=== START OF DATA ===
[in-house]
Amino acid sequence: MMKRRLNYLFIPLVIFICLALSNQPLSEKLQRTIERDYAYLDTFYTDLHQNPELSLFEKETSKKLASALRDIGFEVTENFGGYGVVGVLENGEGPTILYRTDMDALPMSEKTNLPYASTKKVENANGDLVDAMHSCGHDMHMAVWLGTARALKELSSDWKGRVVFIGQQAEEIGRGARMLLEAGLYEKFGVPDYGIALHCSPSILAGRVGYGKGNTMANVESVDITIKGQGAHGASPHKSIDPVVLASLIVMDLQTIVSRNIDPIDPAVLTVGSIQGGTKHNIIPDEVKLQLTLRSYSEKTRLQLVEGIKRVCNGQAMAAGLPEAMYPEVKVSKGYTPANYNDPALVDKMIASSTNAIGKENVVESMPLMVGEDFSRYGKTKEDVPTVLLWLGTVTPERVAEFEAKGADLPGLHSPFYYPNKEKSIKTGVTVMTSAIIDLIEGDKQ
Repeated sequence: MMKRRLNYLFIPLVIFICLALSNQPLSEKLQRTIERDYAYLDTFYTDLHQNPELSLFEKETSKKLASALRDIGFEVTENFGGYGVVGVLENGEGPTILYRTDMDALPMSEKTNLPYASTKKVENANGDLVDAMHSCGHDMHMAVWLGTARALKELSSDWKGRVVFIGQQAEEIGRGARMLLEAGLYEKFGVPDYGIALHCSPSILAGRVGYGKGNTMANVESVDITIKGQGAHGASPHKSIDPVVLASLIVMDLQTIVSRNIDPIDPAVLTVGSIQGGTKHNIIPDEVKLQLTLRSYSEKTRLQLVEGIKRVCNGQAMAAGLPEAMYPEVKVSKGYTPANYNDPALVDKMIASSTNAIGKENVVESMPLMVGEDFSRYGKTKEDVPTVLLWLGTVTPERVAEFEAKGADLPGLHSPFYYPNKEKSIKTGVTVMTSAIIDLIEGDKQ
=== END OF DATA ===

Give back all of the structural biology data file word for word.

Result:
[in-house]
Amino acid sequence: MMKRRLNYLFIPLVIFICLALSNQPLSEKLQRTIERDYAYLDTFYTDLHQNPELSLFEKETSKKLASALRDIGFEVTENFGGYGVVGVLENGEGPTILYRTDMDALPMSEKTNLPYASTKKVENANGDLVDAMHSCGHDMHMAVWLGTARALKELSSDWKGRVVFIGQQAEEIGRGARMLLEAGLYEKFGVPDYGIALHCSPSILAGRVGYGKGNTMANVESVDITIKGQGAHGASPHKSIDPVVLASLIVMDLQTIVSRNIDPIDPAVLTVGSIQGGTKHNIIPDEVKLQLTLRSYSEKTRLQLVEGIKRVCNGQAMAAGLPEAMYPEVKVSKGYTPANYNDPALVDKMIASSTNAIGKENVVESMPLMVGEDFSRYGKTKEDVPTVLLWLGTVTPERVAEFEAKGADLPGLHSPFYYPNKEKSIKTGVTVMTSAIIDLIEGDKQ
Repeated sequence: MMKRRLNYLFIPLVIFICLALSNQPLSEKLQRTIERDYAYLDTFYTDLHQNPELSLFEKETSKKLASALRDIGFEVTENFGGYGVVGVLENGEGPTILYRTDMDALPMSEKTNLPYASTKKVENANGDLVDAMHSCGHDMHMAVWLGTARALKELSSDWKGRVVFIGQQAEEIGRGARMLLEAGLYEKFGVPDYGIALHCSPSILAGRVGYGKGNTMANVESVDITIKGQGAHGASPHKSIDPVVLASLIVMDLQTIVSRNIDPIDPAVLTVGSIQGGTKHNIIPDEVKLQLTLRSYSEKTRLQLVEGIKRVCNGQAMAAGLPEAMYPEVKVSKGYTPANYNDPALVDKMIASSTNAIGKENVVESMPLMVGEDFSRYGKTKEDVPTVLLWLGTVTPERVAEFEAKGADLPGLHSPFYYPNKEKSIKTGVTVMTSAIIDLIEGDKQ